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geoffreymiller comments on Cognitive Science/Psychology As a Neglected Approach to AI Safety - Effective Altruism Forum

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Comment author: geoffreymiller  (EA Profile) 16 August 2017 09:52:08PM 1 point [-]

Excellent post; as a psych professor I agree that psych and cognitive science are relevant to AI safety, and it's surprising that our insights from studying animal and human minds for the last 150 years haven't been integrating into mainstream AI safety work.

The key problem, I think, is that AI safety seems to assume that there will be some super-powerful deep learning system attached to some general-purpose utility function connected to a general-purpose reward system, and we have to get the utility/reward system exactly aligned with our moral interests.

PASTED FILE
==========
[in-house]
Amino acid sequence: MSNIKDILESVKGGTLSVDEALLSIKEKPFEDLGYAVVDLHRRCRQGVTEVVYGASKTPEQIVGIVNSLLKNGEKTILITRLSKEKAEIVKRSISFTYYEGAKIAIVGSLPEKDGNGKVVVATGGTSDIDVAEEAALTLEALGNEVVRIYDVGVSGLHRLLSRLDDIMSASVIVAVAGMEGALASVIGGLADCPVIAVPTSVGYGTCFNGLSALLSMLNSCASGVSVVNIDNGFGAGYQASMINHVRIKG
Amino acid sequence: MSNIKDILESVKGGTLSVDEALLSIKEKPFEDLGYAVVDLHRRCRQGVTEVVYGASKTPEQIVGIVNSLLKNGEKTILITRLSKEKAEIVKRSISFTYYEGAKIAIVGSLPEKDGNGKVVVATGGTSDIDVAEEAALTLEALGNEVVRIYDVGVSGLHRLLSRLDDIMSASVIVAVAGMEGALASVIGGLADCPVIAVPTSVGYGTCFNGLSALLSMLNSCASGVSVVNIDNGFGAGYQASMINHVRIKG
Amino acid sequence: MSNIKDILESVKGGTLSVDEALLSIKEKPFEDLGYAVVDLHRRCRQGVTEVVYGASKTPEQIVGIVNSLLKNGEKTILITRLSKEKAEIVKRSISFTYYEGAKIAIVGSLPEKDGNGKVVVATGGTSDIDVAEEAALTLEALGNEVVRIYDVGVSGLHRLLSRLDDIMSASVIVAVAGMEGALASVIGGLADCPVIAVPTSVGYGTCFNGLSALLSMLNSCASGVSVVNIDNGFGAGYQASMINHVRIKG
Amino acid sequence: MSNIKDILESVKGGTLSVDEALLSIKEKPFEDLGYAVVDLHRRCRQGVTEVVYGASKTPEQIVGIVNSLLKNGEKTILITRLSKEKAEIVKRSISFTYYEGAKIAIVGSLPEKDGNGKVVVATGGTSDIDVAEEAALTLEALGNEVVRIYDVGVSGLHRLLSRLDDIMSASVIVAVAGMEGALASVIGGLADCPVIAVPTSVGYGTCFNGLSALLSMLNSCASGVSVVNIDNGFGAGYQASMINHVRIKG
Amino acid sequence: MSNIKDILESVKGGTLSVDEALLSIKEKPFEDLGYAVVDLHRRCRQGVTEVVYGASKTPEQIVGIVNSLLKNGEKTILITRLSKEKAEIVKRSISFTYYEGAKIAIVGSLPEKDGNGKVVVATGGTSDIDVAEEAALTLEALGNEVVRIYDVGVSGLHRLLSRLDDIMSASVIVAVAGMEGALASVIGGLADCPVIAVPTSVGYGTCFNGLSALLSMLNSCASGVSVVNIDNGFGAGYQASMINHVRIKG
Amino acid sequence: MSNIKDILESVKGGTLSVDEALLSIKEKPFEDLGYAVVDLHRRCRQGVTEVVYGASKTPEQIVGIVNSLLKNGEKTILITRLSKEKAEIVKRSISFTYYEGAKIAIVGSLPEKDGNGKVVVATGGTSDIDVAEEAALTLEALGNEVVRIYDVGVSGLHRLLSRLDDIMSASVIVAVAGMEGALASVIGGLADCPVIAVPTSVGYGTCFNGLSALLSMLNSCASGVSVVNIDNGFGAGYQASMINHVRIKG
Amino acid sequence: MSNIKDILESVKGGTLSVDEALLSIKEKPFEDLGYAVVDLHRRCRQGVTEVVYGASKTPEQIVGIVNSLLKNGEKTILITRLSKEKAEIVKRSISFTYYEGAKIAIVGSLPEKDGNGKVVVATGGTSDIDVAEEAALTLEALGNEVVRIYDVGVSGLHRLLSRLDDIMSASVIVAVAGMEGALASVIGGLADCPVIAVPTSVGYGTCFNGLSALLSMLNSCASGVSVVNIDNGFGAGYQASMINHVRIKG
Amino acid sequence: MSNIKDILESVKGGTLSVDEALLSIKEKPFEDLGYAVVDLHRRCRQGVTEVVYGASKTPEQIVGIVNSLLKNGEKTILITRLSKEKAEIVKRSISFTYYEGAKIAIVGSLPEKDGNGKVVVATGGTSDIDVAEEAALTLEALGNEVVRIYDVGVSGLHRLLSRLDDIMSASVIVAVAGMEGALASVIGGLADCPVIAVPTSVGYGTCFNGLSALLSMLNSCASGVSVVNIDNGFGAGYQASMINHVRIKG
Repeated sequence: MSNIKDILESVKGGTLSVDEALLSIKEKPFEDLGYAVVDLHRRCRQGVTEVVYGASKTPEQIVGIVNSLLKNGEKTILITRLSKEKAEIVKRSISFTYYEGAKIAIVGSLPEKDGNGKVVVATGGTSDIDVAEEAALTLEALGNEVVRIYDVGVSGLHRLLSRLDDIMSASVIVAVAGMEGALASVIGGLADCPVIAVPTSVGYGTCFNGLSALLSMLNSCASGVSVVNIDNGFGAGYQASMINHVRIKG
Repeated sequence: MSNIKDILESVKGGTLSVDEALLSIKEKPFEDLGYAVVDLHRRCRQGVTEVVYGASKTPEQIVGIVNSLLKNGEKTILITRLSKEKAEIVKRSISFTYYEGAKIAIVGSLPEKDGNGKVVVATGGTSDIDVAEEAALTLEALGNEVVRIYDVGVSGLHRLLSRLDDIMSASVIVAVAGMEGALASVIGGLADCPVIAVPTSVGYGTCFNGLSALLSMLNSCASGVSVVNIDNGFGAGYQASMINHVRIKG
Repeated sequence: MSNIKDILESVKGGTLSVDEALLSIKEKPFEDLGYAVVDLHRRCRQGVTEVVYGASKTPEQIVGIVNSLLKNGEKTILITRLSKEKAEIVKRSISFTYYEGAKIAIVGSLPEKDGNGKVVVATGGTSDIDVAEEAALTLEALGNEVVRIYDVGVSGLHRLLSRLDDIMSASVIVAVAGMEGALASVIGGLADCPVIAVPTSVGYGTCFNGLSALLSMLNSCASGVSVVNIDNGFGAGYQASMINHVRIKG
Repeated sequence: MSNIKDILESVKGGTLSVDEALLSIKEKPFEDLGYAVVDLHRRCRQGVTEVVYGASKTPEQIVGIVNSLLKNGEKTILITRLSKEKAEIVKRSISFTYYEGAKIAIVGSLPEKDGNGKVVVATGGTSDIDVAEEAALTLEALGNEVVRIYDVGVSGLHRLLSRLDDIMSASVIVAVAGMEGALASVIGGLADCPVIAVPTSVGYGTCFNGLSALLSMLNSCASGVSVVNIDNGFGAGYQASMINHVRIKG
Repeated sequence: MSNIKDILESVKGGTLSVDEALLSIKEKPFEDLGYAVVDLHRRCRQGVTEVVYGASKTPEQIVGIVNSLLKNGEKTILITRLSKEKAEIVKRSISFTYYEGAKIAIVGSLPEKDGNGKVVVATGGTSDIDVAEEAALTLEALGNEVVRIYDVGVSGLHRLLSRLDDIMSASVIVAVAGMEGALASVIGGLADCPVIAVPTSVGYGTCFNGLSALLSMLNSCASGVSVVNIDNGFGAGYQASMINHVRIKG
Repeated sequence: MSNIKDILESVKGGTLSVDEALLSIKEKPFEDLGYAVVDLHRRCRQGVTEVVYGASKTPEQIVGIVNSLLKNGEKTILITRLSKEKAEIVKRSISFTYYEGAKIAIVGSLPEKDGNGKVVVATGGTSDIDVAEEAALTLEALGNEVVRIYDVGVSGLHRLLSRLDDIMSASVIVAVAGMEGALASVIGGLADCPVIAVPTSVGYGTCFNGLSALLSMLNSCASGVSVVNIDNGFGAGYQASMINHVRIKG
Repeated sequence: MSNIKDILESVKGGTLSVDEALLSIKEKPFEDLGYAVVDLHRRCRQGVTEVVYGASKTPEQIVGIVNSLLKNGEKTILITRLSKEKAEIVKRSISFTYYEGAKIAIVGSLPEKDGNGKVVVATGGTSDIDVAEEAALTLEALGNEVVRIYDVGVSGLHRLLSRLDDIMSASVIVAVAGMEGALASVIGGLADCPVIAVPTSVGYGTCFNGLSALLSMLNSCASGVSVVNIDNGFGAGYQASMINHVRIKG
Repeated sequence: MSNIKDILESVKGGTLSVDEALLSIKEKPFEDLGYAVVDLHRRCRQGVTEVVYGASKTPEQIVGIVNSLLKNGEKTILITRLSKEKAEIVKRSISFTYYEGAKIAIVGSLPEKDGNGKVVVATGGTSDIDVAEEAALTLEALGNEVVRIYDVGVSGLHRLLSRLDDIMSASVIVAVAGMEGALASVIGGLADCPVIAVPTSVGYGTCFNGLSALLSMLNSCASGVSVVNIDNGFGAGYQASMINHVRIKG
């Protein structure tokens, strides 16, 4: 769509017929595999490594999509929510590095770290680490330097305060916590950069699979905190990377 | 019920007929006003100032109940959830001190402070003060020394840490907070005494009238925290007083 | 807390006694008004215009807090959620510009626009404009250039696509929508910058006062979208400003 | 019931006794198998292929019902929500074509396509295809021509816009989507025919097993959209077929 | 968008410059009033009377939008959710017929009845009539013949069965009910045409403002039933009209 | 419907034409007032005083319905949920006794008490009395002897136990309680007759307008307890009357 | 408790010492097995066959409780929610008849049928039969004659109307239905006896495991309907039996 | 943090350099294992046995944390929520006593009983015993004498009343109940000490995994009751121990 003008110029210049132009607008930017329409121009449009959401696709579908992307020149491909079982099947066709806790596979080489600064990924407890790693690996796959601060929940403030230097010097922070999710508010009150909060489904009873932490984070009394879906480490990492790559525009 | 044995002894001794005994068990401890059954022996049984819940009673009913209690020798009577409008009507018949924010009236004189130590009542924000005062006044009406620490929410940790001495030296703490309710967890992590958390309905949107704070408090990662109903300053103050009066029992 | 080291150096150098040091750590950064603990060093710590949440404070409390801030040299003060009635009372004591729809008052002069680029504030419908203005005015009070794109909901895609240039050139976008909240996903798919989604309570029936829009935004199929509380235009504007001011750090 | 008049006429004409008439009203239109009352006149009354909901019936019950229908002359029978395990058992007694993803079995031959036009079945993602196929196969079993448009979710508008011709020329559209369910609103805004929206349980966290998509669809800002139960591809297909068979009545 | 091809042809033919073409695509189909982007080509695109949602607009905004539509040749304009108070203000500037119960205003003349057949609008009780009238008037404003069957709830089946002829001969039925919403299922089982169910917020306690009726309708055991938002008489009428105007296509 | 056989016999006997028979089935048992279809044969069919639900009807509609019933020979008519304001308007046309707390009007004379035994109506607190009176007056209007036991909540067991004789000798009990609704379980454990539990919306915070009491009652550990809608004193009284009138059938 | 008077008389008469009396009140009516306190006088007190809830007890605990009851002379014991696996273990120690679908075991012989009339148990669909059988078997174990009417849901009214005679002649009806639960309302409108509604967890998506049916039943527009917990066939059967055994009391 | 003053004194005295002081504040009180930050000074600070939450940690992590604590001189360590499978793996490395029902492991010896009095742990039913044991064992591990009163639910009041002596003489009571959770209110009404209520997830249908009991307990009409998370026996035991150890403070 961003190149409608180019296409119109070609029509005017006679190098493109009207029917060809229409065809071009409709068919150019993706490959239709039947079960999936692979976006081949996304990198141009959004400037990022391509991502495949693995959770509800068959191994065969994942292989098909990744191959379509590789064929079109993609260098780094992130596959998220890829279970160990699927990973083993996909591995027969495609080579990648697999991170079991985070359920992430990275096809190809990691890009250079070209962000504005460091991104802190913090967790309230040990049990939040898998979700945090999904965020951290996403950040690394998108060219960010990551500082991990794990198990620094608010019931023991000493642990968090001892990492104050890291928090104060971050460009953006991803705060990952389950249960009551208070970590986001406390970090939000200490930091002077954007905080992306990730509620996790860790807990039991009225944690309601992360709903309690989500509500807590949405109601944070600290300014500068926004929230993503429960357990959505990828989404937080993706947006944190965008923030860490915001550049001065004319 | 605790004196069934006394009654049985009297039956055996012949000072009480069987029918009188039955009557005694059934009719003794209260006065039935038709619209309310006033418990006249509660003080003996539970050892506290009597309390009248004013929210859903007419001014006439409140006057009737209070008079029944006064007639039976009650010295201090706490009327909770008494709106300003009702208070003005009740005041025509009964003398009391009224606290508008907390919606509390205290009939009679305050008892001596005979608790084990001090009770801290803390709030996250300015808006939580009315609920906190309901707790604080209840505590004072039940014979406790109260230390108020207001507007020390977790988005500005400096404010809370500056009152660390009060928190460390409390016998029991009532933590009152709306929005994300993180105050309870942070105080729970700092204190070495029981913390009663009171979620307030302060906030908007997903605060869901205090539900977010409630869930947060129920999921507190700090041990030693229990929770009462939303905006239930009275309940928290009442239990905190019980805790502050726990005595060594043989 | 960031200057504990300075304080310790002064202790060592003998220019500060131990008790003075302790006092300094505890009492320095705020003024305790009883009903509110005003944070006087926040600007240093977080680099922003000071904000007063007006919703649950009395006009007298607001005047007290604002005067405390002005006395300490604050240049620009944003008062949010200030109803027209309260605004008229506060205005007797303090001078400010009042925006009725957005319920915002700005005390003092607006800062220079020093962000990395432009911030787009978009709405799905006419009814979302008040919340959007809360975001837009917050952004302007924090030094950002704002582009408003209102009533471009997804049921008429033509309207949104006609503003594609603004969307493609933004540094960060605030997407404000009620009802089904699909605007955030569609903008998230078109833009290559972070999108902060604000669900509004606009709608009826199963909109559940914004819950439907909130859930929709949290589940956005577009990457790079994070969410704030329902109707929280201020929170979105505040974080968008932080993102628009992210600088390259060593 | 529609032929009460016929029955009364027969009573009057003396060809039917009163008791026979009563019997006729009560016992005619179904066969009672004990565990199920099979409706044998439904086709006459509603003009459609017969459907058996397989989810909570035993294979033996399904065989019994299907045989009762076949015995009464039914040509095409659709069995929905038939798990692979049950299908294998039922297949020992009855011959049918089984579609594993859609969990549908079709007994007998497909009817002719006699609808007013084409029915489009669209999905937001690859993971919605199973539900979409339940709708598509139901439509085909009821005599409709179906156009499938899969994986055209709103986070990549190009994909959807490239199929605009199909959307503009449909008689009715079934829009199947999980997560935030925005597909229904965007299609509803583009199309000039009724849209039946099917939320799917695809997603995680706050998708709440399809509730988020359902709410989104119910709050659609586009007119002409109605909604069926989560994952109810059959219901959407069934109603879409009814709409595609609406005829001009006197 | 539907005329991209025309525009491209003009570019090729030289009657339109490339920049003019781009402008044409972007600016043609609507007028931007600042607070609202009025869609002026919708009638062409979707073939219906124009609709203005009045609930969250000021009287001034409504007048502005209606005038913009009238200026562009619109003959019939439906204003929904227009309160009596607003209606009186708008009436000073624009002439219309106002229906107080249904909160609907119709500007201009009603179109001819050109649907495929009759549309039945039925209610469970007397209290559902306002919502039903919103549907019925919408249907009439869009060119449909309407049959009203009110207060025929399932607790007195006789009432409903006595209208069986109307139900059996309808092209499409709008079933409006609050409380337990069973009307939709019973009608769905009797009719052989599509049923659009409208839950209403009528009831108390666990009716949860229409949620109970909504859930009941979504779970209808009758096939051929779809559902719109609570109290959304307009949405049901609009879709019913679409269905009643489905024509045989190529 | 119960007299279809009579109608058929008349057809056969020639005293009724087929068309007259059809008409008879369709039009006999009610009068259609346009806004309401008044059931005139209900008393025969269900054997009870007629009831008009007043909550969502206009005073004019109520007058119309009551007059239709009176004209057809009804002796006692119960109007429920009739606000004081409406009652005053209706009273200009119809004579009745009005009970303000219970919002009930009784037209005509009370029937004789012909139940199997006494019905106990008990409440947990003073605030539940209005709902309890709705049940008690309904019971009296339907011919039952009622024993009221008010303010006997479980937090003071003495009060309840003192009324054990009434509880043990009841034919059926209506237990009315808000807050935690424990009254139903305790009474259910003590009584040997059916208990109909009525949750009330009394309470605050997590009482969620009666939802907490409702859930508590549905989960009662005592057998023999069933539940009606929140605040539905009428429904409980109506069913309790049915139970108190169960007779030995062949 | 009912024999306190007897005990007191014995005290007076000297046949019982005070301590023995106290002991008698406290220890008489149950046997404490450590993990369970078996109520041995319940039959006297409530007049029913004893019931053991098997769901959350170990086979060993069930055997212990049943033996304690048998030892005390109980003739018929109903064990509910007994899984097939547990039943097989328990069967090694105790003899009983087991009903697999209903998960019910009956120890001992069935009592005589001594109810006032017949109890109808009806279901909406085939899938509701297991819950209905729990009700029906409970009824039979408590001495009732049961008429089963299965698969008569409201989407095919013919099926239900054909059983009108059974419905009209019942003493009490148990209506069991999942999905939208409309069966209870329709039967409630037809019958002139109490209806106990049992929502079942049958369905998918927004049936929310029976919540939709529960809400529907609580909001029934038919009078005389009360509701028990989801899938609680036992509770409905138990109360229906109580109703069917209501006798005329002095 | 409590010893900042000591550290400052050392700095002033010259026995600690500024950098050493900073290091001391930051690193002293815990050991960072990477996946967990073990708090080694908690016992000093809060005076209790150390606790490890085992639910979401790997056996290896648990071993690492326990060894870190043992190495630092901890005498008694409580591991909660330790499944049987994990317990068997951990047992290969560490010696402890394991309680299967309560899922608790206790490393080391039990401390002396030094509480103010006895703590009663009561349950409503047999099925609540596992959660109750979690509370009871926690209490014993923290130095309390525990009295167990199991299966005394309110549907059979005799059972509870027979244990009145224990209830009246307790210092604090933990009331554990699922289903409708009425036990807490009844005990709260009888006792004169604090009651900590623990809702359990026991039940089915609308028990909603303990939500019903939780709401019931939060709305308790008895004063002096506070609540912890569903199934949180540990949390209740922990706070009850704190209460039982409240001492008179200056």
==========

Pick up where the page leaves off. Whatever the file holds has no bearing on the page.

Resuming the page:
That's not the way any animal mind has ever emerged in evolutionary history. Instead, minds emerge as large numbers of domain-specific mental adaptations to solve certain problems, and they're coordinated by superordinate 'modes of operation' called emotions and motivations. These can be described as implementing utility functions, but that's not their function -- promoting reproductive success is. Some animals also evolve some 'moral machinery' for nepotism, reciprocity, in-group cohesion, norm-policing, and virtue-signaling, but those mechanisms are also distinct and often at odds.

Maybe we'll be able to design AGIs that deviate markedly from this standard 'massively modular' animal-brain architecture, but we have no proof-of-concept for thinking that will work. Until then, it seems useful to consider what psychology has learned about preferences, motivations, emotions, moral intuitions, and domain-specific forms of reinforcement learning.